Now: size isn’t everything, and this post isn’t a NAnt bashing post. I’m just trying to illustrate one of the reasons why I think that this tool might go places: it’s a very elegant and simple approach that relies on someone else having done 5 years or so of development.

There could be some merit in exposing NAnt or MSBuild tasks in Rake via Iron Ruby. But someone who already uses PowerShell will probably head in that direction.

PowerShell:

Disney and Apple/Microsoft are in the same business: short-circuiting laborious, explicit verbal communication with expensively designed interfaces.

(Neal Stevenson, In the Beginning was the Command Line)

Does anybody else think it’s interesting that the other Disneyland of operating systems is slowly making everything scriptable? There’s a growing number of Windows applications that you can manage, (interactively or not) from PowerShell. Which could be a huge step above the polyglot of C#, VB, and batch files that people seem to use right now. If PowerShell gains enough ground, it might not make Windows administration so damn hard.

Anyway: check out Psake (and no, it doesn’t rhyme with ‘make’).

Link (via email from Ian Cooper)

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How to set the filetype in Vim when the extension doesn’t match

How to set the filetype in Vim when the extension doesn’t match

Apparently there’s a Vi gang sign

(image taken from Kandinsky’s photostream)

Over 10 years ago, I had a choice to make: Emacs or Vi. I started with Emacs in my first week as a systems administrator. It made Olof, the lead developer very happy. But it wasn’t to be. Emacs was only installed on some of the Solaris boxes, and Vi was always reliably there. So I drank the Vi Kool-Aid.

I fully accept that Emacs is probably better. But I’m happy with Vim. It knows about most syntaxes known to mankind and the graphical client takes just under eight megabytes of memory. Even .NET developers are using Vim. Which makes me smile, as I never thought that 30 year old Unix editor would become fashionable amongst Windows developers.

Anyway, what I wanted to write about today was the Vimrc file. There are several configuration files that Vim will respond to. But the one I’d suggest you use is .vimrc (on Unix) or_vimrc (on Windows). Put it in your home directory. Mine looks something like this:

set number
set autoindent
syntax on
au BufRead,BufNewFile *.build set filetype=xml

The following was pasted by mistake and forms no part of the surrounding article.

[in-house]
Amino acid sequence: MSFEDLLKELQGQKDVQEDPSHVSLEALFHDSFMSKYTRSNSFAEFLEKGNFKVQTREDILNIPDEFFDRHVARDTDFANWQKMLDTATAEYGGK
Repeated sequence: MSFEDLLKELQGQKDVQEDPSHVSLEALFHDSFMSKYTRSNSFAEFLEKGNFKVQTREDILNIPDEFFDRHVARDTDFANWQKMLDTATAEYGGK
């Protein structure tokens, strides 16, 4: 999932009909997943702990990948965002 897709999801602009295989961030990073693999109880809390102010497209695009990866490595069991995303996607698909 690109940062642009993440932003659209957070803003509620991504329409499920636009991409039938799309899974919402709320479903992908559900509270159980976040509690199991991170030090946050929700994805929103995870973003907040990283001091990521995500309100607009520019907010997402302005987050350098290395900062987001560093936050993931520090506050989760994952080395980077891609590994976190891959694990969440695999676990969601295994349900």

What it does is:

  • displays with line numbers
  • continues indents automatically
  • syntax highlighting
  • and the last one, which tells you that .build files should use the XML syntax.

This one is the one that started this post. It’s so I can edit NAnt files from Vim, and not set the syntax automatically. I don’t know the history of why NAnt came to depart from Ant’s useful habit of calling buildfiles ‘build.xml’, but now, I don’t have to.

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NAnt vs Ant: locations (NAnt Rant)

NAnt vs Ant: locations (NAnt Rant)(Image taken from Nesster’s Photostream)

I think it was 2002 when Dan North took me under his wing and showed me the location attribute of Ant. That was then. Now, I’m doing a lot of .NET build engineering. And I’m dying for this feature. Here’s an Ant build to demonstrate:

<project default="properties">
  <target name="properties">
    <mkdir dir="build" />
    <property name="value" value="build" />
    <property name="location" location="build" />
    <echo>   here's the one with a value ${value}   here's the one with a location ${location}    </echo>
    <touch file="${value}/value.txt" />
    <touch file="${location}/location.txt" />
    </target>
</project>

Both the properties that are set represent a directory. Each has a relative path. What happens when you run it?

Buildfile: /Users/jsimpson/Documents/workspace/playpen/code/props-build.xml

properties:
[mkdir] Created dir: /Users/jsimpson/Documents/workspace/playpen/code/build
[echo]
[echo] here’s the one with a value build
[echo] here’s the one with a location /Users/jsimpson/Documents/workspace/playpen/code/build
[echo]
[touch] Creating /Users/jsimpson/Documents/workspace/playpen/code/build/value.txt
[touch] Creating /Users/jsimpson/Documents/workspace/playpen/code/build/location.txt

BUILD SUCCESSFUL
Total time: 1 second